Explaining how contaminated land is threatening a £500m scheme at BEX

How a small piece of contaminated land hit the country's second largest ongoing construction project after the Olympics was one of the highlights of the first day of BEX at Sustainabilitylive!

Andrew Fraser, a director with leading contaminated land and groundwater remediation specialists Terra Vac UK, explained how contaminated land is threatening a construction project costing between £450m and £500m.

Mr Fraser explained the scheme, for a business park with offices, retail premises and hotels, was given planning permission to open only if a new access route was built to it to limit the pressure on existing roads.

The scheme is in the advanced stages of construction, but the opening is uncertain as the site for the proposed access road has more contamination on it than initially thought.

The extra contamination has led to the developers of the site 'begging' the council to allow it to open as scheduled.

While Mr Fraser has been busy installing acceleration equipment on the site in a bid to ensure all the contamination is cleared up on schedule.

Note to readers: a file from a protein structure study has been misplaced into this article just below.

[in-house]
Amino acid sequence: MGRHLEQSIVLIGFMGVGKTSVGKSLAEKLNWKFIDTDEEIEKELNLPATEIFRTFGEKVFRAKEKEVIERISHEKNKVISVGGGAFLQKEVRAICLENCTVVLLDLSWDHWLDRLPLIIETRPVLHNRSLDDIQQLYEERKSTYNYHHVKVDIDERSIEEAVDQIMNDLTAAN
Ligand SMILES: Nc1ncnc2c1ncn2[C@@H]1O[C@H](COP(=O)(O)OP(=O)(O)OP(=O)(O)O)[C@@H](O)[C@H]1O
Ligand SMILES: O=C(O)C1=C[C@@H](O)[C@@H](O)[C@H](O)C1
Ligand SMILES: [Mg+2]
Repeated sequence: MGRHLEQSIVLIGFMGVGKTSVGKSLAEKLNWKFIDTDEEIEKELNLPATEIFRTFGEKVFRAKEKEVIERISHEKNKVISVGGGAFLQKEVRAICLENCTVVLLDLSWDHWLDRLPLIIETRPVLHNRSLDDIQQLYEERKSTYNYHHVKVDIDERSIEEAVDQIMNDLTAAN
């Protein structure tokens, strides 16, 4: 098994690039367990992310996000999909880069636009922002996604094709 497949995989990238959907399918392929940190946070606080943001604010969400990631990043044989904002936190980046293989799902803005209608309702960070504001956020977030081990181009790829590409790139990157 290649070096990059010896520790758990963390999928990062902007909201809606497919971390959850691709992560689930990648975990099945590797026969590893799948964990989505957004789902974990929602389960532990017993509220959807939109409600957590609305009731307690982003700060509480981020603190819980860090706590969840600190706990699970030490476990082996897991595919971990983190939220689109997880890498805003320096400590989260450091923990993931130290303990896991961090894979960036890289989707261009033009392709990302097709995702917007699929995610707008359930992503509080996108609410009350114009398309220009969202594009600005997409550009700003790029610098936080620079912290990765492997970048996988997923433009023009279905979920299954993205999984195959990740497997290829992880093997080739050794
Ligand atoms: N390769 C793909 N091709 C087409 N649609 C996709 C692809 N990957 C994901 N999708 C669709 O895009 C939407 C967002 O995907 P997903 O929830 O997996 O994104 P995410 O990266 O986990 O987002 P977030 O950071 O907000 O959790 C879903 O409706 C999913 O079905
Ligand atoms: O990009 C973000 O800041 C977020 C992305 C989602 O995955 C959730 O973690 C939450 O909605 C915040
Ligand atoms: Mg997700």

He said: "You can have as many caveats in a contract as you want when it comes to land remediation.

"But, sometimes you get a deal and something happens where you just have to take on the extra costs and do it."

Mr Fraser recommends as much early dialogue as possible to prevent this sort of situation happening, but says with the history of many sites in the UK it's impossible to be 100% certain what condition the land is in.

  • Mr Fraser spoke at BEX, part of Sustainabilitylive! on Tuesday, May 19

  • Luke Walsh


    SustainabilityLive | colleges


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